Thursday’s discussion concerning elitism got me thinking. In class, I contrasted the order and purpose of the detective novel with the seeming purposelessness of Ulysses. Detective novels are accessible and predictable, even though they often succeed in surprising us. Ulysses, alongside many of the other modernist texts published in The Little Review, is difficult and incredibly intimidating for readers of all sorts. Given Margaret Anderson’s attitude in “Ulysses in Court,” it’s not surprising that many people are angered by the inherent elitism of her magazine and its literary offerings. But Margaret Anderson reminds me of Sherlock Holmes, arguably the most famous fictional detective of all time. They both have superior intellectual capacities that set them apart from the general public, they are both driven and obsessive in pursuit of their goals, and they both make others feel ignorant and inferior. So why is it that we hate Margaret Anderson (and the modernist texts she supports) but we love Sherlock Holmes? In my opinion, the distinction comes down to motive (not, as a friend suggested, substance abuse).
Holmes’ actions may be motivated by his own arrogance–each case is yet another chance to prove his intelligence–but he is also driven by his desire to solve the puzzle at hand. We, the readers, as well as his fellow characters, share in this desire: we also want to know what it all means.
In contrast, the motives of Anderson and her fellow modernists are far less clear. Any attempt to consider them inevitably leads me to grand, far too challenging questions on the nature of art. What is it? What is it for? What should it look/sound/taste like? Such questions are just as baffling as any mystery Arthur Conan Doyle can cook up. In fact, they are far more intimidating because they remain unresolved.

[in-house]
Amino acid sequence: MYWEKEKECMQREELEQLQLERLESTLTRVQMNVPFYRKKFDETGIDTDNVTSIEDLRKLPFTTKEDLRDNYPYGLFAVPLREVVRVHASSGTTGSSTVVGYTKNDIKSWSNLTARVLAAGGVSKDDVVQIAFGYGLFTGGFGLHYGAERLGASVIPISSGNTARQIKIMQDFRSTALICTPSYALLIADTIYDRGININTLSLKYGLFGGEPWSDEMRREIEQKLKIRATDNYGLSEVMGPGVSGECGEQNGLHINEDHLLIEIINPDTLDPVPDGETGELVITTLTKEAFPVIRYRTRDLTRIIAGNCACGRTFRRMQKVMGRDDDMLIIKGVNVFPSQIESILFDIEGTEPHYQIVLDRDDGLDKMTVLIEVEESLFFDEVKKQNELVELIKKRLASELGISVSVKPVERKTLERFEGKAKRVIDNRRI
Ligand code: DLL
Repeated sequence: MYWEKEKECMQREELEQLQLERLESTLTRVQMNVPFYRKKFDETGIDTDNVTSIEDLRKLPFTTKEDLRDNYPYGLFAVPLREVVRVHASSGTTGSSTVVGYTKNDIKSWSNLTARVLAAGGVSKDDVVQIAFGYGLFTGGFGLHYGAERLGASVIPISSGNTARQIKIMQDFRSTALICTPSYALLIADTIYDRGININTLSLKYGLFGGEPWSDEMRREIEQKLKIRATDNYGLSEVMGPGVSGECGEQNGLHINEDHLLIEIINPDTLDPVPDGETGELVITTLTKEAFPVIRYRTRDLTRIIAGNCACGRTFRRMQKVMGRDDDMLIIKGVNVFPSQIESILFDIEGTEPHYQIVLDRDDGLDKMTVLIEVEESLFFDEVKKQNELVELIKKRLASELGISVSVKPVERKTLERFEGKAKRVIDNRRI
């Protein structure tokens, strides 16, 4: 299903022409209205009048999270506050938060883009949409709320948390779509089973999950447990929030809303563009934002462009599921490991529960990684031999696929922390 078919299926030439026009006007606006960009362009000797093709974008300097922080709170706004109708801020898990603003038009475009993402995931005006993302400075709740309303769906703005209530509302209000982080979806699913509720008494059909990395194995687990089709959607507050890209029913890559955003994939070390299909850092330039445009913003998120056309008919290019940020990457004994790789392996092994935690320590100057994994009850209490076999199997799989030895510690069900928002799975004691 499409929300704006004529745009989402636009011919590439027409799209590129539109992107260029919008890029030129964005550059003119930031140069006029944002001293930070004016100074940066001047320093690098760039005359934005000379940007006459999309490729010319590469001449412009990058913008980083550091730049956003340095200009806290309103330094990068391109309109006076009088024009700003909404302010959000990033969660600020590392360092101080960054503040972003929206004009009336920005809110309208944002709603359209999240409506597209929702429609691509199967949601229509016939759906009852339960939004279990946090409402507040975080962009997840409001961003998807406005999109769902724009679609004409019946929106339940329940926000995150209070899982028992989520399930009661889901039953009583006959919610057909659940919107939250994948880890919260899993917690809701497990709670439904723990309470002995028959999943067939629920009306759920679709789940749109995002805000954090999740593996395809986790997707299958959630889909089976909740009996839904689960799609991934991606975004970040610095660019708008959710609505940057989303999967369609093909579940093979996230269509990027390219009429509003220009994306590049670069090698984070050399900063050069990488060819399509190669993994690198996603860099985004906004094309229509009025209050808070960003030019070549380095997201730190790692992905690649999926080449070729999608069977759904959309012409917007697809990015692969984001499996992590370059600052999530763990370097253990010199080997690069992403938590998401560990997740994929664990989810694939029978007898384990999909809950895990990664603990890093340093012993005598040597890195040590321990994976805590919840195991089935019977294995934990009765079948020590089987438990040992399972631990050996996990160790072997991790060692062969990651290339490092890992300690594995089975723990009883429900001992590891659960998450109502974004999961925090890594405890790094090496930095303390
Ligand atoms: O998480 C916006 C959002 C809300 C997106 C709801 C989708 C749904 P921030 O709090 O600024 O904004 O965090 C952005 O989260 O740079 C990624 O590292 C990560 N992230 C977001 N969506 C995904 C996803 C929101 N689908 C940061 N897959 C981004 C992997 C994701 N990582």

Which leads to the next facet of Holmes’ motives: restoring order. This is just another way of saying solving the puzzle, but it has wider consequences for the readership/public. Each detective novel begins when our calm, familiar world is disrupted by a baffling, often grisly crime. The only way we can restore our sense of order, peace, justice, and safety is to keep reading and look for answers. Conan Doyle’s novels, part of the Great Detective sub-genre, don’t assume fair play, so there is very little chance that we the readers can independently solve these mysteries. We have to put our trust in the intelligence and competency of Sherlock Holmes. Holmes, no matter how much he may challenge our own confidence by proving us to be ignorant and unobservant, always succeeds in solving the mystery and restoring order to our world, reassuring us once again.
The Little Review has no such goal. Joyce’s writing disrupts our ordered, familiar world through its innovative and unpredictable techniques. We discussed in class how even savvy scholars like ourselves need guides–annotations, secondary sources, professors–to tackle the overwhelming task of reading Ulysses and emerging with our sanity and confidence in tact. Further, when we reach the end, there will be no clean, elegant resolution like the ones Holmes provides. That is not the kind of ending Anderson and Joyce would create and its not the kind of ending their desired readership should expect. These people–they publish writing that unsettles our familiar worldview, flesh it out with obscene behaviour, and refuse to explain themselves.
What Holmes has going for him is that, intentionally or not, he uses his intellectual superiority for good instead of art. He repeatedly proves that reason triumphs over chaos. Modernist art, particularly Ulysses, actively disrupts or disproves a logical, rational worldview. The carefully ordered thought process that Holmes relates to Watson again and again radically differs from the stream of consciousness style that Joyce employs. What is most intimidating of all is the acknowledgement that the modernist view, with its disarrayed thoughts, obscure philosophical problems, and unsolved crimes, is more in line with our lived reality. Perhaps this is why the most contemporary Sherlock Holmes series, BBC’s Sherlock, presents an unresolved ending that has left audiences in confusion and suspense, and ending more appropriate for a society that has undergone the modernism and post-modernism. But then again, we all know Holmes will come back and explain it all.